Can you build a web application in Go?

Surely the answer is yes. Any yet, a surprising number of people asked me this question. Something must have prevented them from writing web project in Go.

So, I began the journey…

The Beginning

Superficially, Go culture is similar to Node and Python in the web world.

Everyone is suggesting newcomers to start small, gather the components one by one as you need them. Seems reasonable.

So that begs the question, what are the minimum features you need to build a modern web application?

Here’s the non-exhaustive list:

  • A database, usually RDBMS but not always.

  • Database migration tool, some web frameworks provide it, some don’t.

  • Logging facility, all modern languages provide this.

  • Testing tools, most modern languages provide this.

  • HTTP router, usually comes by default if you use a web framework.

  • HTTP middleware, some web frameworks provide this by default.

  • Session, context, and cookie management, fairly standard stuff.

  • Password hasher, you cannot have a web project without it.

  • Healthy amount of 3rd party libraries to build awesome things.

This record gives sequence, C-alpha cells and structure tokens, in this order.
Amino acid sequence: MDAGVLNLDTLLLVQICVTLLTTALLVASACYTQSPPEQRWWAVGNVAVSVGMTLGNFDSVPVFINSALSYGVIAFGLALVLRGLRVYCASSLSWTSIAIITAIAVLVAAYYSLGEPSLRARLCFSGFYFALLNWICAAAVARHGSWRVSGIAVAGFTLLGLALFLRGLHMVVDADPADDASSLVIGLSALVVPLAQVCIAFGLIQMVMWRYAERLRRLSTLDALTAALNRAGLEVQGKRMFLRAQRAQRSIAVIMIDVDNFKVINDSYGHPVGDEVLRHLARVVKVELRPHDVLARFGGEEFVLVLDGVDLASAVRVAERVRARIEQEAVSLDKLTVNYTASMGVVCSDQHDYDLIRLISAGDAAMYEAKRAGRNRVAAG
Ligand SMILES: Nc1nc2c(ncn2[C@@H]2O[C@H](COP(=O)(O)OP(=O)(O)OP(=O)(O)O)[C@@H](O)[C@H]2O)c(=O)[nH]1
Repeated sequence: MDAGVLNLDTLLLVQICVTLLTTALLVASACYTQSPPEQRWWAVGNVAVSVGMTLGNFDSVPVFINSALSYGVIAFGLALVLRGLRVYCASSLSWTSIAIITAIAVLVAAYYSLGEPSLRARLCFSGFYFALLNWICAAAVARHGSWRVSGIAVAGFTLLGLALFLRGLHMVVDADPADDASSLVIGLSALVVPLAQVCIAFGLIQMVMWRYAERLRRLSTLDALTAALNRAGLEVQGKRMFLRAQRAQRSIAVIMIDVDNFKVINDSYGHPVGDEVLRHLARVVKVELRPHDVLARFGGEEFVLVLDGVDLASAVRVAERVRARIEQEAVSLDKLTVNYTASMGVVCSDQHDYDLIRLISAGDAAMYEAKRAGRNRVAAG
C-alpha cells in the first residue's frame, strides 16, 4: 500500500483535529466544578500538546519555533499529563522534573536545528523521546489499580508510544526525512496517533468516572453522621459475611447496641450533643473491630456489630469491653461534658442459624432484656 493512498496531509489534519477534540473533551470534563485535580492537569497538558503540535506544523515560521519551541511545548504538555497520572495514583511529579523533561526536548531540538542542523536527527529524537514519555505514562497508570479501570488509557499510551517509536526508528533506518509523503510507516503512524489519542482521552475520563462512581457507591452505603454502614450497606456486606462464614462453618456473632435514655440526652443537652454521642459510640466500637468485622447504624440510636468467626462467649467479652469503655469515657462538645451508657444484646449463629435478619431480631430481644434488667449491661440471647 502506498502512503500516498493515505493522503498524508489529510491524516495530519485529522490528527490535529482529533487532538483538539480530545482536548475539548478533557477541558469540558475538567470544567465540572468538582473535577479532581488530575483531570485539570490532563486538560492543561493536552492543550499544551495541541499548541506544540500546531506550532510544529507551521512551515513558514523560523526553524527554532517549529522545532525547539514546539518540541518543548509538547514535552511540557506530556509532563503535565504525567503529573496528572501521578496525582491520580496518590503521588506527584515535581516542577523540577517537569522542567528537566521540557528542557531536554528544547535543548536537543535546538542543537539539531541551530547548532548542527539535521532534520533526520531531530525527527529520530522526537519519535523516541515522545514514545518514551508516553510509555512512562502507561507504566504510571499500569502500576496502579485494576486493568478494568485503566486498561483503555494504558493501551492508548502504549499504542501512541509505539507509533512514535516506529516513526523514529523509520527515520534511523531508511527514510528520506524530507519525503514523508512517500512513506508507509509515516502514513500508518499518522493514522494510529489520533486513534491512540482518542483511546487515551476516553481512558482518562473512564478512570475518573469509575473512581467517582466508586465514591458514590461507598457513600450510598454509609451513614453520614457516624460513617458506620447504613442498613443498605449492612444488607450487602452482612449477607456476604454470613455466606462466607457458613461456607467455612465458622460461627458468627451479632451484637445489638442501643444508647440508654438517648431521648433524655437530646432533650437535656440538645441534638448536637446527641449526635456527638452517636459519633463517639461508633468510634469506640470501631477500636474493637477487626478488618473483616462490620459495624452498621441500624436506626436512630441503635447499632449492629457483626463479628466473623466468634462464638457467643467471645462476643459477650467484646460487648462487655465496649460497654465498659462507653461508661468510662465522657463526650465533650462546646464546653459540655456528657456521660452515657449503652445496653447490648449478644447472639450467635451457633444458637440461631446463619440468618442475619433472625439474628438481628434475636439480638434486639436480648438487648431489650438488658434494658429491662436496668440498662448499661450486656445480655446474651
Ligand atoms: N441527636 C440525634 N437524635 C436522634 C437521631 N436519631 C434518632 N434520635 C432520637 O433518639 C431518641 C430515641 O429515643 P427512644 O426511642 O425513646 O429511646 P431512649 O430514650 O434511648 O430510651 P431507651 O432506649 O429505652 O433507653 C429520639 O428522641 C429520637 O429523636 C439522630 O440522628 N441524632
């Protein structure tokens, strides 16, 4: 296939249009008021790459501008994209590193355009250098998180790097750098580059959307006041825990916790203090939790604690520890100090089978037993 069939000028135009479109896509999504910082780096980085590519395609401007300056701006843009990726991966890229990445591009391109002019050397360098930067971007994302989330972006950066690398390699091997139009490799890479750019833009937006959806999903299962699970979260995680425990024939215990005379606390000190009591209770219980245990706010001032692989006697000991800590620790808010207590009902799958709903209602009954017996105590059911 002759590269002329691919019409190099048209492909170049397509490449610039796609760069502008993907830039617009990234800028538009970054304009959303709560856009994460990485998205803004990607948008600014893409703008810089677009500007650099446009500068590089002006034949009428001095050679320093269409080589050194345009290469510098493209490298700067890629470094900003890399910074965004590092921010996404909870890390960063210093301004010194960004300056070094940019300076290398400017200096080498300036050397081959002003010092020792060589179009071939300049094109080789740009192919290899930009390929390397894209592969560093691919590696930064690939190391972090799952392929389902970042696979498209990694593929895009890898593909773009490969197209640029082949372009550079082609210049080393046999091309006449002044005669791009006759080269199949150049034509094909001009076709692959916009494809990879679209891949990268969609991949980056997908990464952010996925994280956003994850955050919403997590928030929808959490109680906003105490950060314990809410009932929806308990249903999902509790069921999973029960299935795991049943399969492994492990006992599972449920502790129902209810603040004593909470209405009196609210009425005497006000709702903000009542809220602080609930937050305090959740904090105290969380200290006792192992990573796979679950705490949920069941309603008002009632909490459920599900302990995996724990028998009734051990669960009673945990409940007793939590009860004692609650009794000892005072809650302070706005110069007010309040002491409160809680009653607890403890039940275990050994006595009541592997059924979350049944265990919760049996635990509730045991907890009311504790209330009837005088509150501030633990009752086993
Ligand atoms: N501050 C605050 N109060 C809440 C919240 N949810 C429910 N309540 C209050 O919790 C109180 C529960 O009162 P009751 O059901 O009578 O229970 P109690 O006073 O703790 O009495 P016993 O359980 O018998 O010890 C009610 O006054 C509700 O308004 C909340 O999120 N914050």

• A UI framework, most people settle with Bootstrap or Foundation.

That’s… quite a lot of stuff and professional work usually comes with a deadline attached. I can see how this may presents a barrier to new users.

The Buildup

At this stage most newcomers would start googling “Golang Web Framework”. And boy, do they have a lot of choices:

This reminded me of the bad old days of Python web frameworks before Django came along: Zope, Twisted, CherryPy, TurboGear, Spyce, Quixote,, etc.

By now, probably half of the newcomers who are interested bounced already and return to their comfort zone: Rails or Django.

The Problem

That said, the high number of web frameworks is not the biggest problem. Instead, it’s the difficulty to bootstrap a new project within a deadline.

From 0-60, how fast can I get a new project up and running while still following the community’s general advice; by starting small.

If a newcomer decides to use one of the larger frameworks, the community will tell them to use smaller ones or even just net/http.

But realistically, a big web project needs a structure. A common set of tools or conventions for engineers to maximize their agility at work.

The Solution

So what if, you can have a cake and eat it too? What if, you can have all the things you need for a modern web application without being forced to adhere to a big framework.

A project generator can do that for you. It removes the analysis-paralysis situation during the research phase and provides users with the ultimate freedom to use or remove some of the components.

To test this idea, I created go-bootstrap.

It puts together common tools (following the requirements described above) and bootstrap a new project to the point where user can signup and login.

Once a project is generated, users have 100% control over the web stack. There’s no need to worry about upgrade headache from version 2.0 to 3.0.

So give it a try: See if you like it and hopefully you’ll convert to Go, just like me.